La Prensa: Pioneering Latino newspaper.: Becoming Minnesotan

Mario Duarte, 2011. Minnesota Historical Society, Oral History Office files.
  • Name - Mario Duarte
  • Age at interview - 72
  • Gender - Male
  • Generation - First Generation American / Immigrant
  • Date of Interview - 09.17.2010
  • Mario Duarte working in Minnesota, c.1980. Minnesota Historical Society.

    We Are Here

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    Essential Question

    We Are Here: What does it mean to this immigrant group to be here in America?

    Contributions: How is America better off because of this group of immigrants?

    Words to look for


    Background Information

    The Latino community in Minnesota is large and diverse, with people from many different countries and with different backgrounds. A newspaper can be a great way to spread information and build community for a group like this!

    To learn more about Latino history and culture, visit our Latino Community page.

    • Chapter 1

    Download Mario Duarte 4
    2:53 Minutes | 2.77Mb


    Narrator: Mario Duarte (MD)

    MD: I saw the need of a means of communication for the Latino community, because we didn’t have anything at that time. So I quit my job with the Centro Cultural Chicano. I start from zero La Prensa. I started to do La Prensa, which is a bilingual newspaper. I was selling the advertising, collecting the advertising, working at the typesetting, putting the paper together, making distribution. [Laughter] But, little by little, the people started to recognize my efforts. Some people in the beginning did not want to believe what I was doing. They told me I was crazy. There was only about three Latinos that are still my friends, they say, “No. You’re right, Mario. Go ahead. We support you.” The rest say I was crazy. Yes, a Latino newspaper in Minnesota. But I think we did it. We did it pretty good.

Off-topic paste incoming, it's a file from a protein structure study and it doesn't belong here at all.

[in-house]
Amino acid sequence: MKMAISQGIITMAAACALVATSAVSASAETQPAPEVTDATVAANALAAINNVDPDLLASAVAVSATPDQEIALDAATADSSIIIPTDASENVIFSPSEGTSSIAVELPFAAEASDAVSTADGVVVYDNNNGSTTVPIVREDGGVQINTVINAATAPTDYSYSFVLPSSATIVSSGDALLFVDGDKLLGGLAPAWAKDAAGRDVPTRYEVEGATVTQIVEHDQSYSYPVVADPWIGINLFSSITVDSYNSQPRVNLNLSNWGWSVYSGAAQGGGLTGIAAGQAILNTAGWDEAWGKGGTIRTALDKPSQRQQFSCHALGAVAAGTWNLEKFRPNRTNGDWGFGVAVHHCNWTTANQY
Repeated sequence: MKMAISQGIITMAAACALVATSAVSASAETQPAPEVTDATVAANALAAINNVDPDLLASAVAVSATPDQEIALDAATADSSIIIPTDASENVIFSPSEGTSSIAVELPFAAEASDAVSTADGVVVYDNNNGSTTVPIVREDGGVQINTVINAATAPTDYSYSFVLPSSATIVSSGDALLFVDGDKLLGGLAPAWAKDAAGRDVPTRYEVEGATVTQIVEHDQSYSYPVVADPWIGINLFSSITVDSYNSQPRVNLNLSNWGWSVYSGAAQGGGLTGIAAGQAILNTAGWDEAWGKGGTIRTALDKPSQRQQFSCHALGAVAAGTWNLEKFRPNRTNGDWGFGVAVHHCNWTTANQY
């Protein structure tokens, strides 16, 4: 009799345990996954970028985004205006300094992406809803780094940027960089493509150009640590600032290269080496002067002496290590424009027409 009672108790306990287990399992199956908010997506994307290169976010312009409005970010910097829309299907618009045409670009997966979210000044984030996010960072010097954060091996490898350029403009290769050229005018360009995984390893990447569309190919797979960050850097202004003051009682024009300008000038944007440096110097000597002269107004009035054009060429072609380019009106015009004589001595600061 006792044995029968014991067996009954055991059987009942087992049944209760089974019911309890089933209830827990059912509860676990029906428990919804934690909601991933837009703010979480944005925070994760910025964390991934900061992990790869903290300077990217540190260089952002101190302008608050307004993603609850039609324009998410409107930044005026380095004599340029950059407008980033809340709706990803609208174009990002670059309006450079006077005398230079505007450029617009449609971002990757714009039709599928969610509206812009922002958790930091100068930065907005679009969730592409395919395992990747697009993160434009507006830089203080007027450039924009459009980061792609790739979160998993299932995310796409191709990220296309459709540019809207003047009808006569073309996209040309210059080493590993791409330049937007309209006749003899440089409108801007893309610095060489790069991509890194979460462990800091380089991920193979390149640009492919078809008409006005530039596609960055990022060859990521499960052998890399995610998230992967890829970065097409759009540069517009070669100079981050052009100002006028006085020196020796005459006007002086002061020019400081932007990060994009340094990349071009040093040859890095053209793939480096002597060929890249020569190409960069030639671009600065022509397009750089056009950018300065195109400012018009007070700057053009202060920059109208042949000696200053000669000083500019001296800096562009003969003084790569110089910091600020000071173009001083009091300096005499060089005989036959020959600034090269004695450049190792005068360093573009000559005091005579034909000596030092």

Well, La Prensa was the pioneer of the Latino newspapers in the State of Minnesota. I’m so proud because we put the Latinos on the map in Minnesota. I started to look for good stories. Why I started La Prensa is because, at that time all that you read in the big media about Latino was bad things. You know, Latinos on drugs and crimes and robbering. And I told myself, “Well, there’s good people in the Latino community.” I decided if I start a newspaper, I’m going to find good stories. That’s what we did through the years, was try to find good stories from the people that were doing good jobs, something positive for the community, not only in the Latino community, the community in general.

    I had the opportunity to work direct with people who came here for a master’s degree at different colleges like Hamline. And when they went back to their country, Chile or Colombia or Venezuela, they were my correspondent. And we were working very close to those people. So we had a different input. We were giving to the community, the Latino community, what the Latino people wanted to see, want to read from the real reporting, from real stories happening there. We got it direct from those people. That was very good. Because we had a correspondent in Chile, again, and Colombia and Panama and El Salvador and Mexico. We had it, and that was a different concept about the other papers.

    Related Glossary Terms


    Adjective: Having the ability to speak two languages.


    Noun: The exchange of information between different parties.


    Noun:  A group of people who share a common understanding of the same language, manners, tradition and law.


    Noun:  An idea; an understanding; a generalization.


    Noun: A journalist who sends reports to his newspaper or radio or television station from a distant or overseas location.


    Noun:  Information and opinions added into something. 


    Minnesota Historical Society. Becoming Minnesotan: Stories of Recent Immigrants and Refugees. September 2010. Institute of Museum and Library Services. [Date of access].
    nid: 2197